A meeting was called for 5 p.m. as most volunteers are just getting off of day jobs, Mackey said. Westerlo missed it and spoke to Wood later, he said.

Wood currently oversees the service that responds throughout the county and assists local squads, with some of its funding coming from municipal budgets each contributing a share. His proposal would have put a dedicated emergency medical technician on call as a first responder in the Hilltowns during the daytime, when it’s hard for volunteers to get a crew together and respond to a call.

As a nationwide problem, the numbers of volunteers are dwindling, leading some emergency-service agencies to use partly or fully paid staff, as is the case in nearby Guilderland and New Scotland.

“I’ve been a member for over 25 years and it breaks my heart to think that something may happen to the organization, but I also am 65 years old and I can’t keep doing EMS calls for the rest of my life,” said Brenda Wood, who, like the Mackeys, is a crucial member in the Rensselaerville ambulance.

In total, Westerlo’s squad has less than 20 volunteers, nine of them EMTs. In Rensselaerville, the number of volunteers is lower, with just four who have taken the 160 hours of initial training, which has to be recertified every three years.

Brenda Wood’s two sons, one of them Brian, are the squad’s two other EMTs. Working for the county, they don’t respond to calls as much as she does.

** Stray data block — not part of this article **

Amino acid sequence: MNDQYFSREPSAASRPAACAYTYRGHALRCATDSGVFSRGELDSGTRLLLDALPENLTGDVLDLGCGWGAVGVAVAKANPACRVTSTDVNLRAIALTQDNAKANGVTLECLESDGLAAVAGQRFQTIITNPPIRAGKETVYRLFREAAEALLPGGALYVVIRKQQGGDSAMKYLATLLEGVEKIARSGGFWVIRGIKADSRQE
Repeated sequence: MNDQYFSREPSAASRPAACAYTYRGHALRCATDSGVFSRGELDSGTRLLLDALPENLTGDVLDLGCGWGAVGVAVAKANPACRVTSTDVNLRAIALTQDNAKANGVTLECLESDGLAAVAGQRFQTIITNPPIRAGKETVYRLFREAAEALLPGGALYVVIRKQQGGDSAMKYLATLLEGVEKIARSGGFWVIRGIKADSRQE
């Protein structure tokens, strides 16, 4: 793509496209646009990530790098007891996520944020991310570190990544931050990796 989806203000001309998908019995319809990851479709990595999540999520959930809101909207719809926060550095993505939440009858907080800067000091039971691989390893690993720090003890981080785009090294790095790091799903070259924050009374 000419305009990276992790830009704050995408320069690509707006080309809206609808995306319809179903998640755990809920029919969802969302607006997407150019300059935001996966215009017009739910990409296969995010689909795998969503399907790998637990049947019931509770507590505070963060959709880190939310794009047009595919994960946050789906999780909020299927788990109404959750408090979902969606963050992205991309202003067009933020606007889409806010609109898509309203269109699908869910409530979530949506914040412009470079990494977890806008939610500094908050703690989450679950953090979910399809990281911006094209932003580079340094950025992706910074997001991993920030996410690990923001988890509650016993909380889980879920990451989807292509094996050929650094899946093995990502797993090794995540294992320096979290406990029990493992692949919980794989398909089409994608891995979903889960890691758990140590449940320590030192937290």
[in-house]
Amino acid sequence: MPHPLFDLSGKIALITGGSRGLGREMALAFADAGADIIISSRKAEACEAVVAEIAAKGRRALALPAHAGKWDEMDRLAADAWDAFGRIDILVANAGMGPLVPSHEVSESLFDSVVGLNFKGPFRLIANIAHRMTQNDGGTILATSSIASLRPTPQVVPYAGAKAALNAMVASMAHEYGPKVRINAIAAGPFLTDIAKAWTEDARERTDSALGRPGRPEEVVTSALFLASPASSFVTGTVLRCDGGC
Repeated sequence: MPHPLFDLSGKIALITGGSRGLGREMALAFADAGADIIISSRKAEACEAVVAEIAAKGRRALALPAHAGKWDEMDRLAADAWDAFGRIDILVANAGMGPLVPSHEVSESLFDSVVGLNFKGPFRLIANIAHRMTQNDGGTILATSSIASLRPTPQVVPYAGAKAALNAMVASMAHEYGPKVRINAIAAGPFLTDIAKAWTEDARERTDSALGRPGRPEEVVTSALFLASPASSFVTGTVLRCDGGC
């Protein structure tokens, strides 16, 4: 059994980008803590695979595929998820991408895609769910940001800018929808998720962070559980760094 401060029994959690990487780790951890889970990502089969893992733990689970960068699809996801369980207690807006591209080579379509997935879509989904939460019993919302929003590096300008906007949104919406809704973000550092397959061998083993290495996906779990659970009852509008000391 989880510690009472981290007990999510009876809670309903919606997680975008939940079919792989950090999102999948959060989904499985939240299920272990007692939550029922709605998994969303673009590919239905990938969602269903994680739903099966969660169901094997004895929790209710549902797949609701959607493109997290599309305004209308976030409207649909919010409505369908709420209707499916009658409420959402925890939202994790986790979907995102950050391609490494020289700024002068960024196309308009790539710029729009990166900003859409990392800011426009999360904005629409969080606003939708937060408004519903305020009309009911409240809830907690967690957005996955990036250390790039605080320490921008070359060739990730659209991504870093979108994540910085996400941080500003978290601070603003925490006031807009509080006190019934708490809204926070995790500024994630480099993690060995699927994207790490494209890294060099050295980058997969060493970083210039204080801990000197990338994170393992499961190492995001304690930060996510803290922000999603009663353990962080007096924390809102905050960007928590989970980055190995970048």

“To my opinion, the writing is on the wall,” said Anthony Guadagno, president of the Rensselaerville squad. “Eventually the county will have to take over the ambulance services and taxes will rise.”

But the cost of services that volunteers have provided for decades is hard for municipal budgets to take on at once. Having a basic life support ambulance around the clock in the Hilltowns alone would cost more than $380,000, according to Brian Wood’s calculations.

Wood said he’s sick of hearing people talk about the county taking over.

“If we wanted to put volunteers out of business, we would have done it in 2009,” when the county got its certificate of need, or the authority to operate in the county, he said.

Crosier said he and the Berne Town Board were in favor of the Hilltown EMT, but that it would be too expensive without a third town sharing the cost. He said Berne’s local ambulance, Helderberg Ambulance, which covers all of Berne and part of Knox, has “stepped up.”

“We’re doing this because some of the other municipalities are having trouble and we see the value in it, because, when the residents in Berne are paying for Helderberg Ambulance and the Westerlo ambulance can’t get off the floor because they don’t have enough people to staff the ambulance, that’s not Berne’s problem.”

The Mackeys feel the Westerlo squad is adequately covering its calls — the number of times it had to turn over a case to another squad decreased from 2009 to 2013, Theiss-Mackey said — but helping with calls over the border in Greene County has stretched their resources even further.

“The next step for them is really to either increase their volunteer staffing or to revisit with us. We can do it at anytime,” said Wood this week. He said he would broach the subject as he makes his budget for 2016.